I diritti umani devono essere al centro dell’azione per affrontare il cambiamento climatico, esorta Türk

GENEVA (2 November 2022) – It is no exaggeration to say that our right to life is being threatened by insufficient action in the face of the climate emergency, UN High Commissioner for Human Rights Volker Türk warned on Wednesday, as he issued an open letter calling for human rights to be at the heart of efforts to tackle climate change. “The outcome of the upcoming UN Climate Change Conference – COP27 – starting this weekend in Egypt is critical for people’s effective enjoyment of human rights around the world, not just in years to come but now. People are losing their homes, their livelihoods, and their lives. Given the current trajectory of temperature increases, many parts of the world will be uninhabitable within our children’s lifetimes, with unimaginable consequences,” Türk said. “The injustice wrought by climate change is catastrophic,” the UN Human Rights Chief stressed. “Look at Pakistan, where the recent flooding affected more than 30 million people. It will take years to rebuild and to even begin to understand the fallout from this single disaster.” Türk continued: “Such disasters are destined to become a recurring nightmare for people across the world if we do not take dramatic, rights-based action to respond to climate change, minimise its impacts, and address the human suffering it has already caused.” “COP27 is taking place on a continent whose people have contributed very little to climate change, yet the people of Africa are among those suffering the greatest consequences,” he said. The Paris Agreement makes the need for rights-based climate action clear, calling for all States to respect, promote, and consider their respective human rights obligations when doing so. Türk highlighted the recent findings of the Intergovernmental Panel on Climate Change that rights-based, participatory climate action leads to more effective, legitimate, and sustainable outcomes for people and the planet. “To address the biggest challenge of the century, there needs to be a whole-of-society approach,” the High Commissioner said.   “It is therefore essential that everyone, including civil society representatives, is able to participate meaningfully at the COP27 in Sharm el-Sheikh. Decisions about climate change, including at this meeting, need to be transparent, inclusive and accountable, particularly for those most affected.” In his letter, the High Commissioner urges States to seize the opportunity of COP27 and take the following steps:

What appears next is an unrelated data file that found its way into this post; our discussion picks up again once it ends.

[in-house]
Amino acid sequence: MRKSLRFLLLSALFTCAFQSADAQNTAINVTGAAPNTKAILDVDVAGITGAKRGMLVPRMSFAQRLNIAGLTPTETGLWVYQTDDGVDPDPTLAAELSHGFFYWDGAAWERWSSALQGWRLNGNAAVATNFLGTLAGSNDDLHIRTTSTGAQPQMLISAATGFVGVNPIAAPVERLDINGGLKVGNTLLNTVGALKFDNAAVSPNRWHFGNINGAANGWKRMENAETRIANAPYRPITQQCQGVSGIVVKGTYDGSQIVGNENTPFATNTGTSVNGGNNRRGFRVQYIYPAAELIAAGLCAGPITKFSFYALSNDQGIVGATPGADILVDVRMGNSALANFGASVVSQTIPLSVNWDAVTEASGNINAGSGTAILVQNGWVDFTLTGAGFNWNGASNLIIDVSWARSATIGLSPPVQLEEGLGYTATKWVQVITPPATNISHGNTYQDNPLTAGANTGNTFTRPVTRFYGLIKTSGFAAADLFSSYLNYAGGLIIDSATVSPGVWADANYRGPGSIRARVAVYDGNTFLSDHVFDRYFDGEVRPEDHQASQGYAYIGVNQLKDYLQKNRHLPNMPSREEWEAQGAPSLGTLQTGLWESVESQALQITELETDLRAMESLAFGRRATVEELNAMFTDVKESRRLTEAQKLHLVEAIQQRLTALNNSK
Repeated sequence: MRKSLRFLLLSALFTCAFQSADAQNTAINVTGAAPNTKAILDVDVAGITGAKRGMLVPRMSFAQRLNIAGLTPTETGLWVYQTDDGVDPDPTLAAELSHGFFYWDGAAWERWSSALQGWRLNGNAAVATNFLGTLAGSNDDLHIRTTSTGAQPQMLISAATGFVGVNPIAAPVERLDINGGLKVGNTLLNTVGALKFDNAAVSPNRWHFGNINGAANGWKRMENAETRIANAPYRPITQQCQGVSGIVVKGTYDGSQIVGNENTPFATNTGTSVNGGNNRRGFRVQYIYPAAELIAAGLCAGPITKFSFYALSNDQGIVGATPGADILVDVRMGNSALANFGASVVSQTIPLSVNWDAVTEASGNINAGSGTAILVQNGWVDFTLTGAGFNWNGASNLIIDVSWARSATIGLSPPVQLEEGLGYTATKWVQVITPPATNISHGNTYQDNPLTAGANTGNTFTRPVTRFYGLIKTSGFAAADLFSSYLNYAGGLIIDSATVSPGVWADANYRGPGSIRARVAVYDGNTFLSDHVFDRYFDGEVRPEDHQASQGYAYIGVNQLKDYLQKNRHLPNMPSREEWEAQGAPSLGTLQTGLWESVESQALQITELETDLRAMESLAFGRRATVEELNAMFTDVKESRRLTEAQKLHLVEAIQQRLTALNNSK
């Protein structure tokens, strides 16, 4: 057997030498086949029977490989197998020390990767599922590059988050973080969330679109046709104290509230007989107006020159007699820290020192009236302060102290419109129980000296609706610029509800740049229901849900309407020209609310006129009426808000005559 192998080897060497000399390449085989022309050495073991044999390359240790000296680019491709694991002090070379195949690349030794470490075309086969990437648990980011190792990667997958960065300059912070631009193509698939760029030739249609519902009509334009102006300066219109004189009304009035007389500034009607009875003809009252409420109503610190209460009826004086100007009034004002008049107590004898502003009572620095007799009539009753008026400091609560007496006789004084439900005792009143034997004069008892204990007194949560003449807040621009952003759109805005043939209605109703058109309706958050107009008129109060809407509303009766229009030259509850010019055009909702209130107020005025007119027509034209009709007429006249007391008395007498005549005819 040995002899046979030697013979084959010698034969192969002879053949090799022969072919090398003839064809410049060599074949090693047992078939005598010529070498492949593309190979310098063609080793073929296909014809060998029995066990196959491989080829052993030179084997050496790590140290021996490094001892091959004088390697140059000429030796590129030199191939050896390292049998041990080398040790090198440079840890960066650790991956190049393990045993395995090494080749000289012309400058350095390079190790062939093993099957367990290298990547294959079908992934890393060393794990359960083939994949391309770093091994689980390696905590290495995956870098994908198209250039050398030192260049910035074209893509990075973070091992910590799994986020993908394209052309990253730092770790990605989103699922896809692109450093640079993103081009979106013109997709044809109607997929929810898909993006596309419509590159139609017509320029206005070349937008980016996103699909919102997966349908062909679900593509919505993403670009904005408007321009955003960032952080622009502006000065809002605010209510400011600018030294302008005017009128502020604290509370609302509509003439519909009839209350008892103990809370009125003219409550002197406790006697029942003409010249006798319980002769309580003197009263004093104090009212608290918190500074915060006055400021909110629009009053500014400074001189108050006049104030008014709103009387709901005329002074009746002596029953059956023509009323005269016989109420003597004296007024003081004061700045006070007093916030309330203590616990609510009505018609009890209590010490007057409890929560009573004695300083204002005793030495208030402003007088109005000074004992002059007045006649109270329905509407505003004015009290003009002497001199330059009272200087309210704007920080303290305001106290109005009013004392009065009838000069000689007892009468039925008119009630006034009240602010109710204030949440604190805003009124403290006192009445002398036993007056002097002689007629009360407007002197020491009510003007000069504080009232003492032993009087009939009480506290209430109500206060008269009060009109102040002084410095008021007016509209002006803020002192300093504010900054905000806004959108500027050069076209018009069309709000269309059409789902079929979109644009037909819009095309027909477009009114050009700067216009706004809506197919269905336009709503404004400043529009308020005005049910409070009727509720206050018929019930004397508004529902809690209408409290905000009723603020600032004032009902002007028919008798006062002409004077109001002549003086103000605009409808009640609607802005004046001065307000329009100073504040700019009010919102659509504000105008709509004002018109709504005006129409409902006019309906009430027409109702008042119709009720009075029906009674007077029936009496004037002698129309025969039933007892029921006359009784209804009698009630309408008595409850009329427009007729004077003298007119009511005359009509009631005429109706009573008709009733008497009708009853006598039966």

• Enhance climate ambition to protect human rights
  • Guarantee meaningful and effective participation
  • Address the human rights harms caused by climate change
  • Mobilize resources for rights-based climate action
  • Ensure the centrality of human rights in climate decision-making